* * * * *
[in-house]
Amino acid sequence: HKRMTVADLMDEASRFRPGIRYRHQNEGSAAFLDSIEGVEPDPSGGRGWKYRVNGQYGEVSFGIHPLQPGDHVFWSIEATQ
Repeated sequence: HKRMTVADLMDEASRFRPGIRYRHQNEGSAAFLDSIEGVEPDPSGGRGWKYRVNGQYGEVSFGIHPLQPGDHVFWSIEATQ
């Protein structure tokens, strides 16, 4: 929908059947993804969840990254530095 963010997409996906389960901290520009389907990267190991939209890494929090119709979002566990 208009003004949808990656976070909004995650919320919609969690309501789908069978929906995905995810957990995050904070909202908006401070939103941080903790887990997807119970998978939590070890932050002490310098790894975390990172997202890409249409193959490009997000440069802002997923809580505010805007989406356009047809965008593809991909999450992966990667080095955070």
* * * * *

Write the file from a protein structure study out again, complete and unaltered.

[in-house]
Amino acid sequence: HKRMTVADLMDEASRFRPGIRYRHQNEGSAAFLDSIEGVEPDPSGGRGWKYRVNGQYGEVSFGIHPLQPGDHVFWSIEATQ
Repeated sequence: HKRMTVADLMDEASRFRPGIRYRHQNEGSAAFLDSIEGVEPDPSGGRGWKYRVNGQYGEVSFGIHPLQPGDHVFWSIEATQ
């Protein structure tokens, strides 16, 4: 929908059947993804969840990254530095 963010997409996906389960901290520009389907990267190991939209890494929090119709979002566990 208009003004949808990656976070909004995650919320919609969690309501789908069978929906995905995810957990995050904070909202908006401070939103941080903790887990997807119970998978939590070890932050002490310098790894975390990172997202890409249409193959490009997000440069802002997923809580505010805007989406356009047809965008593809991909999450992966990667080095955070």